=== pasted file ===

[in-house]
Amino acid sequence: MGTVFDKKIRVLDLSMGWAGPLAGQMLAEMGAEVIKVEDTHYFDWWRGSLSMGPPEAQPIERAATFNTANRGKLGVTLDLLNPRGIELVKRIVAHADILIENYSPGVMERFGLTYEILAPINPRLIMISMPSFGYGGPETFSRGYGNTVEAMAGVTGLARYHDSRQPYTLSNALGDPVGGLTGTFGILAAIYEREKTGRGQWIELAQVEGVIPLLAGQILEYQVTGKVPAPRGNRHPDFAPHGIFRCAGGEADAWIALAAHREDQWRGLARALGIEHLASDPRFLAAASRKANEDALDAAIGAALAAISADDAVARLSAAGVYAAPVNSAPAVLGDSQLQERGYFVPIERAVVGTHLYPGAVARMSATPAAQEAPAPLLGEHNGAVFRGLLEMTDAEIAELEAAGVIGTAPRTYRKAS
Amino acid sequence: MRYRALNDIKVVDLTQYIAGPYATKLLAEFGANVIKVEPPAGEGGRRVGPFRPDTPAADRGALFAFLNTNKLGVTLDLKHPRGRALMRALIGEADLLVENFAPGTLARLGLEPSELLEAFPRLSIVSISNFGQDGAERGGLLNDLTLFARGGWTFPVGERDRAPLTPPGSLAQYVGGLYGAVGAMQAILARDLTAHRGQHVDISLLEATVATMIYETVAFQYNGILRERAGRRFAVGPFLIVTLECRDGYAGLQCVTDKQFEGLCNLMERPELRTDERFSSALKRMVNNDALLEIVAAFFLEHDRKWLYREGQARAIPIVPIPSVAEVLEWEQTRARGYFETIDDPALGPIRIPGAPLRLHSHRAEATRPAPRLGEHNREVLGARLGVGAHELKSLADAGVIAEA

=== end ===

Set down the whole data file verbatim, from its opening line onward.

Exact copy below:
[in-house]
Amino acid sequence: MGTVFDKKIRVLDLSMGWAGPLAGQMLAEMGAEVIKVEDTHYFDWWRGSLSMGPPEAQPIERAATFNTANRGKLGVTLDLLNPRGIELVKRIVAHADILIENYSPGVMERFGLTYEILAPINPRLIMISMPSFGYGGPETFSRGYGNTVEAMAGVTGLARYHDSRQPYTLSNALGDPVGGLTGTFGILAAIYEREKTGRGQWIELAQVEGVIPLLAGQILEYQVTGKVPAPRGNRHPDFAPHGIFRCAGGEADAWIALAAHREDQWRGLARALGIEHLASDPRFLAAASRKANEDALDAAIGAALAAISADDAVARLSAAGVYAAPVNSAPAVLGDSQLQERGYFVPIERAVVGTHLYPGAVARMSATPAAQEAPAPLLGEHNGAVFRGLLEMTDAEIAELEAAGVIGTAPRTYRKAS
Amino acid sequence: MRYRALNDIKVVDLTQYIAGPYATKLLAEFGANVIKVEPPAGEGGRRVGPFRPDTPAADRGALFAFLNTNKLGVTLDLKHPRGRALMRALIGEADLLVENFAPGTLARLGLEPSELLEAFPRLSIVSISNFGQDGAERGGLLNDLTLFARGGWTFPVGERDRAPLTPPGSLAQYVGGLYGAVGAMQAILARDLTAHRGQHVDISLLEATVATMIYETVAFQYNGILRERAGRRFAVGPFLIVTLECRDGYAGLQCVTDKQFEGLCNLMERPELRTDERFSSALKRMVNNDALLEIVAAFFLEHDRKWLYREGQARAIPIVPIPSVAEVLEWEQTRARGYFETIDDPALGPIRIPGAPLRLHSHRAEATRPAPRLGEHNREVLGARLGVGAHELKSLADAGVIAEA